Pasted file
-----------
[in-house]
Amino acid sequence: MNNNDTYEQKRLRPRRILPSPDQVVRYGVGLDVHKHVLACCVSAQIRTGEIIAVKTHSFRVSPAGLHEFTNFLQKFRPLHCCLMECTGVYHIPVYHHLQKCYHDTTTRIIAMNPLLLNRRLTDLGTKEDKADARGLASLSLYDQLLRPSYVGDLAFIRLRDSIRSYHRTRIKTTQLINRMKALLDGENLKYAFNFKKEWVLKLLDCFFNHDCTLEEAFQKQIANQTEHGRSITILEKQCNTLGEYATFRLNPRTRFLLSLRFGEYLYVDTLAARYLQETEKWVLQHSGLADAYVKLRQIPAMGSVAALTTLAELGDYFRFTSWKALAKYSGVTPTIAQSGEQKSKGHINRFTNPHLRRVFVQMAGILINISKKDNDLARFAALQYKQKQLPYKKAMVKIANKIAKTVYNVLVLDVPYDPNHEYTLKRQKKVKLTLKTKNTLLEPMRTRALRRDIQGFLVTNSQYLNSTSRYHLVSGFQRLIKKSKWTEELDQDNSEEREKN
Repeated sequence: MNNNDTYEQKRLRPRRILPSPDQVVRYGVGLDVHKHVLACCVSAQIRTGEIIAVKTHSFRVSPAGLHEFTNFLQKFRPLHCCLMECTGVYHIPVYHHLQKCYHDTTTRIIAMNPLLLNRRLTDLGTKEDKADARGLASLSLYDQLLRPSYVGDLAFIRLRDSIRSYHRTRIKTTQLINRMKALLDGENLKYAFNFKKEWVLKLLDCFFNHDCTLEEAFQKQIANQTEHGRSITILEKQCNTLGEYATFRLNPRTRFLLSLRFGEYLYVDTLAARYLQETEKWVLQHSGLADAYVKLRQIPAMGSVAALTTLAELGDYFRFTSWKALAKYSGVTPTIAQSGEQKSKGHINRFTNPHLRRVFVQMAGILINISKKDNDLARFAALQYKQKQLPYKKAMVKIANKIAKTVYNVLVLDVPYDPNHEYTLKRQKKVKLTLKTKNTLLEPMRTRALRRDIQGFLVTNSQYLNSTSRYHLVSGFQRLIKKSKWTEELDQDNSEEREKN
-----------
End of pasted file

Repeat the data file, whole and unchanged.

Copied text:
[in-house]
Amino acid sequence: MNNNDTYEQKRLRPRRILPSPDQVVRYGVGLDVHKHVLACCVSAQIRTGEIIAVKTHSFRVSPAGLHEFTNFLQKFRPLHCCLMECTGVYHIPVYHHLQKCYHDTTTRIIAMNPLLLNRRLTDLGTKEDKADARGLASLSLYDQLLRPSYVGDLAFIRLRDSIRSYHRTRIKTTQLINRMKALLDGENLKYAFNFKKEWVLKLLDCFFNHDCTLEEAFQKQIANQTEHGRSITILEKQCNTLGEYATFRLNPRTRFLLSLRFGEYLYVDTLAARYLQETEKWVLQHSGLADAYVKLRQIPAMGSVAALTTLAELGDYFRFTSWKALAKYSGVTPTIAQSGEQKSKGHINRFTNPHLRRVFVQMAGILINISKKDNDLARFAALQYKQKQLPYKKAMVKIANKIAKTVYNVLVLDVPYDPNHEYTLKRQKKVKLTLKTKNTLLEPMRTRALRRDIQGFLVTNSQYLNSTSRYHLVSGFQRLIKKSKWTEELDQDNSEEREKN
Repeated sequence: MNNNDTYEQKRLRPRRILPSPDQVVRYGVGLDVHKHVLACCVSAQIRTGEIIAVKTHSFRVSPAGLHEFTNFLQKFRPLHCCLMECTGVYHIPVYHHLQKCYHDTTTRIIAMNPLLLNRRLTDLGTKEDKADARGLASLSLYDQLLRPSYVGDLAFIRLRDSIRSYHRTRIKTTQLINRMKALLDGENLKYAFNFKKEWVLKLLDCFFNHDCTLEEAFQKQIANQTEHGRSITILEKQCNTLGEYATFRLNPRTRFLLSLRFGEYLYVDTLAARYLQETEKWVLQHSGLADAYVKLRQIPAMGSVAALTTLAELGDYFRFTSWKALAKYSGVTPTIAQSGEQKSKGHINRFTNPHLRRVFVQMAGILINISKKDNDLARFAALQYKQKQLPYKKAMVKIANKIAKTVYNVLVLDVPYDPNHEYTLKRQKKVKLTLKTKNTLLEPMRTRALRRDIQGFLVTNSQYLNSTSRYHLVSGFQRLIKKSKWTEELDQDNSEEREKN